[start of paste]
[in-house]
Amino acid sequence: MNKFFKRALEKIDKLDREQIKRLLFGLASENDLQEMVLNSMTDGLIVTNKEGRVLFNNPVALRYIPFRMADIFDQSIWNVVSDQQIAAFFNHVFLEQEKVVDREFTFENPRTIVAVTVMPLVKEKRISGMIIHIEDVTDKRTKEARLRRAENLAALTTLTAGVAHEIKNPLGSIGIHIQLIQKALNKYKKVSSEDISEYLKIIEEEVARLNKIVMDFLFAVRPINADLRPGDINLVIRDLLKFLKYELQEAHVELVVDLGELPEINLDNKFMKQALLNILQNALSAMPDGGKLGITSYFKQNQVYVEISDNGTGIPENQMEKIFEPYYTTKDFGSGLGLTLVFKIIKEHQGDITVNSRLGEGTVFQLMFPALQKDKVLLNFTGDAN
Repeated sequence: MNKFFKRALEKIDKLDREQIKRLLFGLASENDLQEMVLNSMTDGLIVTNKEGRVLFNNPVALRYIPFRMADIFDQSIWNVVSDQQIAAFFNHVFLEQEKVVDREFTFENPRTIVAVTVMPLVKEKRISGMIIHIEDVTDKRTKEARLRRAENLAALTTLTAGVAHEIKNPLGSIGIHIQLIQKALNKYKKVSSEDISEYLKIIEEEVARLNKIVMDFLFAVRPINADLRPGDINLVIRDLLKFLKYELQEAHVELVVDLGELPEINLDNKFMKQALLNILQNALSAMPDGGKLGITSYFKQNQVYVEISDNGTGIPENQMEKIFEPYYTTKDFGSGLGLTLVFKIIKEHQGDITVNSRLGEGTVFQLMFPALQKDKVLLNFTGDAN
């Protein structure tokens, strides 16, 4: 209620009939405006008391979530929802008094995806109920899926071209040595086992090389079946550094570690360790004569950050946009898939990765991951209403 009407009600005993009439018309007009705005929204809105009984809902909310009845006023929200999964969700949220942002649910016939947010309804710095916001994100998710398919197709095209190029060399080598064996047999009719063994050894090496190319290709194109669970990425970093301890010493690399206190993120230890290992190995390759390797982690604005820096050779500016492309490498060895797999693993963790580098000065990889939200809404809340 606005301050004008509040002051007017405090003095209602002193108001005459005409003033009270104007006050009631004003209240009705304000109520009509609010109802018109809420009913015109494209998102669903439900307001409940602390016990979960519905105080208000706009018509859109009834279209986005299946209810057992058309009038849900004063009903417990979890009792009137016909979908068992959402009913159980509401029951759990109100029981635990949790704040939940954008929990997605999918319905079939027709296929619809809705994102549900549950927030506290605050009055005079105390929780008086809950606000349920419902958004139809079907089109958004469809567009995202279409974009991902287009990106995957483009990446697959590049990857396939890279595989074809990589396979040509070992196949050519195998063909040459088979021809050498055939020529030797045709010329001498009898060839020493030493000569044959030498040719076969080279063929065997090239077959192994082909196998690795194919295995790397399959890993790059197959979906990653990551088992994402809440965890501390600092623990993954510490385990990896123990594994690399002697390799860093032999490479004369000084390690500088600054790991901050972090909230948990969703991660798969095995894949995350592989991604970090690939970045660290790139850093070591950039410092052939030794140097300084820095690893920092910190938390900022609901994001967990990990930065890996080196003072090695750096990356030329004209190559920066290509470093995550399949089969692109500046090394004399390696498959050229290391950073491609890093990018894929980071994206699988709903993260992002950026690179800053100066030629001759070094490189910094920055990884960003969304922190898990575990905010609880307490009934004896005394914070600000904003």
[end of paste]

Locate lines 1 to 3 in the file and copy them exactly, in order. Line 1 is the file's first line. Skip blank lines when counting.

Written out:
[in-house]
Amino acid sequence: MNKFFKRALEKIDKLDREQIKRLLFGLASENDLQEMVLNSMTDGLIVTNKEGRVLFNNPVALRYIPFRMADIFDQSIWNVVSDQQIAAFFNHVFLEQEKVVDREFTFENPRTIVAVTVMPLVKEKRISGMIIHIEDVTDKRTKEARLRRAENLAALTTLTAGVAHEIKNPLGSIGIHIQLIQKALNKYKKVSSEDISEYLKIIEEEVARLNKIVMDFLFAVRPINADLRPGDINLVIRDLLKFLKYELQEAHVELVVDLGELPEINLDNKFMKQALLNILQNALSAMPDGGKLGITSYFKQNQVYVEISDNGTGIPENQMEKIFEPYYTTKDFGSGLGLTLVFKIIKEHQGDITVNSRLGEGTVFQLMFPALQKDKVLLNFTGDAN
Repeated sequence: MNKFFKRALEKIDKLDREQIKRLLFGLASENDLQEMVLNSMTDGLIVTNKEGRVLFNNPVALRYIPFRMADIFDQSIWNVVSDQQIAAFFNHVFLEQEKVVDREFTFENPRTIVAVTVMPLVKEKRISGMIIHIEDVTDKRTKEARLRRAENLAALTTLTAGVAHEIKNPLGSIGIHIQLIQKALNKYKKVSSEDISEYLKIIEEEVARLNKIVMDFLFAVRPINADLRPGDINLVIRDLLKFLKYELQEAHVELVVDLGELPEINLDNKFMKQALLNILQNALSAMPDGGKLGITSYFKQNQVYVEISDNGTGIPENQMEKIFEPYYTTKDFGSGLGLTLVFKIIKEHQGDITVNSRLGEGTVFQLMFPALQKDKVLLNFTGDAN